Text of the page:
2
$\begingroup$

Suppose that $(X_n)_{n\geq1}$ is markov chain with state space $S=\{A,B,C,D,E \}$ with the following transition matrix $$ P = \left( \begin{matrix} 0.6 & 0.4 & 0 & 0 & 0 \\ 0.3 & 0.7 & 0 & 0 & 0 \\ 0.2 & 0 & 0.4 & 0 & 0.4 \\ 0.2 & 0.2 & 0.2 & 0.2 & 0.2 \\ 0 & 0 & 0 & 0 & 1 \end{matrix} \right) $$

I want to find the following probability $\lim_nP(X_n=A|X_0=C)$

I found that $C_A=\{A,B\}$ is a communicating class with both $A,B$ recurrent states. There is only one way to get from state $C$ to state $A$ and that happens with probability $p_{AB}=0.2$. I also know that once we hit the set $C_A$ this can be seen as an irreducible markov chain on state space ${A,B}$ and the one step probabilities will converge to $\pi_A=\frac{3}{7},\pi_B=\frac{4}{7}$. How to combine this to find $\lim_nP(X_n=A|X_0=C)$?

$\endgroup$
3
  • 1
    $\begingroup$ Isn't there a standard theory to get going with this, by computing $P^n$? $\endgroup$
    – T_M
    Jun 25 '20 at 13:50
  • $\begingroup$ Well you can find the invariant distribution by solving $\pi P=\pi$. But you can only use the limiting statements (that the transition proabilities will converge to $\pi$) if the markov chain satisfies certain conditions, for example irreducebility of the chain which we don't have here. $\endgroup$ Jun 25 '20 at 13:52
  • 2
    $\begingroup$ You should check the probability of hitting $\{A,B\}$ before $E$; in a sense, you can first identify the class $\{A,B\}$ as a single state an evaluate this probability, whose value we call $p$. After that, using the Markov property we get $\lim_n P(X_n =A | X_0 = C) = p \pi(A)$. $\endgroup$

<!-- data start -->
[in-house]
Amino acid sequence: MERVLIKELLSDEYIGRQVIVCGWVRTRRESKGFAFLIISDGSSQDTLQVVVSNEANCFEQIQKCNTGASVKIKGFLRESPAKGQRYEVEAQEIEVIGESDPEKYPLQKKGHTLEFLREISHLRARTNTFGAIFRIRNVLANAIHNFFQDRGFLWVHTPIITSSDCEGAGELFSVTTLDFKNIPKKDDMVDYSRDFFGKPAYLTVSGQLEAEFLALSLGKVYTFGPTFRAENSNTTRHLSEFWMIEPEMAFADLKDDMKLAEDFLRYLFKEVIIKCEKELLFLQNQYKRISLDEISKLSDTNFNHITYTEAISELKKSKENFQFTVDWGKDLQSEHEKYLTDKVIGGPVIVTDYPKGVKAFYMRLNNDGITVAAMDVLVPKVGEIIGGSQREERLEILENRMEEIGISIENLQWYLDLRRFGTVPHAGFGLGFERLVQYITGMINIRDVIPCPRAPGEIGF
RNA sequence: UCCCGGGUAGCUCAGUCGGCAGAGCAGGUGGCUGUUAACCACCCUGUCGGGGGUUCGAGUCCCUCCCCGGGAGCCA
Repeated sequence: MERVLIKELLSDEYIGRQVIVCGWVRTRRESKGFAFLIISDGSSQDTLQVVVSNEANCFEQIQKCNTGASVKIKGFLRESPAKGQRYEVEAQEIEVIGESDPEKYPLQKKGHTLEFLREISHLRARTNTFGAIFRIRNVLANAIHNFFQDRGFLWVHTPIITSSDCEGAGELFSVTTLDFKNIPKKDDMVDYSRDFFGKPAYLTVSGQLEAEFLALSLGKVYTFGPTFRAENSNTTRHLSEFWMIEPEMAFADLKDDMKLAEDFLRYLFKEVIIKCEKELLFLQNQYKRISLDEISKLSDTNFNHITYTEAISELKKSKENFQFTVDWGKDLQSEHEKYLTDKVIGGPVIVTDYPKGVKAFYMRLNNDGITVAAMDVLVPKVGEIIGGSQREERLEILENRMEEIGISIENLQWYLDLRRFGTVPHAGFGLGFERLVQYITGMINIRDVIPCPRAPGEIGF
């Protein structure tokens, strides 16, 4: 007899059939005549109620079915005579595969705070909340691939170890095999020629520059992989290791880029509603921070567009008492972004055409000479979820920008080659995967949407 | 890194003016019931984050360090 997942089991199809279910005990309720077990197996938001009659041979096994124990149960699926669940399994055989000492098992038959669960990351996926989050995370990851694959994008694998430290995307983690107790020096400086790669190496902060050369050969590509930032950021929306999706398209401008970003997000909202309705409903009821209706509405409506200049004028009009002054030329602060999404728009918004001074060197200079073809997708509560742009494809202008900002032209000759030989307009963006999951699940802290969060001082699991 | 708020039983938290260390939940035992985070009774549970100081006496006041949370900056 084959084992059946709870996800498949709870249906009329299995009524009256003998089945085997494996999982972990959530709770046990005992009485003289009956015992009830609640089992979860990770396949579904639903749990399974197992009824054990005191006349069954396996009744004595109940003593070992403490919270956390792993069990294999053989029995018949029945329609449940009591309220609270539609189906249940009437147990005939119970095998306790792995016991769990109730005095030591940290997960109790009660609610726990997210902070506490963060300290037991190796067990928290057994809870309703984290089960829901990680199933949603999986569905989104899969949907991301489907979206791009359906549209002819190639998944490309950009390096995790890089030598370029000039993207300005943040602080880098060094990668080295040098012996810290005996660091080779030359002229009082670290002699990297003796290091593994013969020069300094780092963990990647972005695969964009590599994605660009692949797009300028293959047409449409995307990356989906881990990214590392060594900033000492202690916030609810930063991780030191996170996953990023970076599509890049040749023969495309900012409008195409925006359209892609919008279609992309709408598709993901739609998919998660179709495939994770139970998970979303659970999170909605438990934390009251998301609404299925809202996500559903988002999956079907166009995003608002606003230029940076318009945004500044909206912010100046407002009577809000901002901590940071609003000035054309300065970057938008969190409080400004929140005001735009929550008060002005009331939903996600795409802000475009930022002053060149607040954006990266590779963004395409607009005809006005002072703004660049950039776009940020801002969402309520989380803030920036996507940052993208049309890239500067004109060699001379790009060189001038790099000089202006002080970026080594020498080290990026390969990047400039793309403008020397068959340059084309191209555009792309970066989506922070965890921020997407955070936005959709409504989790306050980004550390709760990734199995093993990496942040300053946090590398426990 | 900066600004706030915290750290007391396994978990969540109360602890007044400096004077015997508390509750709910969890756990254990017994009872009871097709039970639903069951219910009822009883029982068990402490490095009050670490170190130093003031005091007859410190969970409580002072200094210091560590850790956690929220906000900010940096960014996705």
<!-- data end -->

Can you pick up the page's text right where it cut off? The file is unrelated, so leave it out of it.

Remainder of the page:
– Daniel
    Jun 25 '20 at 14:00
2
$\begingroup$

Let $\tau=\inf\{n>0: X_n\ne C\mid X_0=C\}$. First we compute \begin{align} \mathbb P(X_\tau = A) &= \frac{P_{CA}}{P_{CA}+P_{CE}}\\ &= \frac{\frac15}{\frac15+\frac25}\\ &= \frac13 \end{align} (we can ignore the self-transitions from state $C$ to itself). Then, conditioned on the event $\{X_\tau=A\}$, we have $\{X_{\tau+n} : n=0,1,\ldots\}$ as an irreducible Markov chain on $\{A,B\}$, with transition matrix given by the submatrix obtained by taking the rows and columns of $P$ corresponding to states $A$ and $B$. You have already computed the stationary distribution for this Markov chain - so the limiting probability of $\mathbb P(X_n=A\mid X_0=C)$ is obtained by multiplying: \begin{align} \lim_{n\to\infty}\mathbb P(X_n=A\mid X_0=C) &= \lim_{n\to\infty} \mathbb P(X_{\tau+n}=A\mid X_\tau = A)\cdot \mathbb P(X_\tau = A)\\ &= \frac37\cdot\frac13\\ &=\frac17. \end{align}

$\endgroup$
5
  • $\begingroup$ Thanks! In the last equation do you use the law of total probability? Or the markov property (or rather a consequence of the markov property)? $\endgroup$ Jun 25 '20 at 15:48
  • 1
    $\begingroup$ I suppose to be more rigorous you could add that the hitting time of state $A$ is a stopping time, and so the strong Markov property applies (as far as justifying the claim that $\{X_{\tau+n}:n=0,1,\ldots\}$, conditioned on $\{X_\tau = A\}$ is a Markov chain on $\{A,B\}$). $\endgroup$
    – Math1000
    Jun 25 '20 at 17:58
  • $\begingroup$ Thanks again, you're amazing! $\endgroup$ Jun 25 '20 at 18:08
  • $\begingroup$ Oh I had one more question, why exactly do we have $P(X_\tau=A)=\frac{P_{CA}}{P_{CA}+P_{CE}}$? $\endgroup$ Jun 26 '20 at 9:52
  • 1
    $\begingroup$ @Keep_On_Cruising The distribution of $\tau$ is geometric with parameter $1-P_{CC}$, that is, $\mathbb P(\tau = k) = P_CC^{k-1}(1-P_CC)$ for $k=1,2,\ldots$. Conditioned on $\{\tau=k\}$, it is clear to see that $X_k$ takes value $A$ with probability $\frac{P_{CA}}{P_{CA}+P_{CE}}$ and value $E$ with $\frac{P_{CE}}{P_{CA}+P_{CE}}$. Since this is true for every value of $k$, it is true for $X_\tau$ as well. $\endgroup$
    – Math1000
    Jun 26 '20 at 16:04

Your Answer

By clicking “Post Your Answer”, you agree to our terms of service, privacy policy and cookie policy

Not the answer you're looking for? Browse other questions tagged or ask your own question.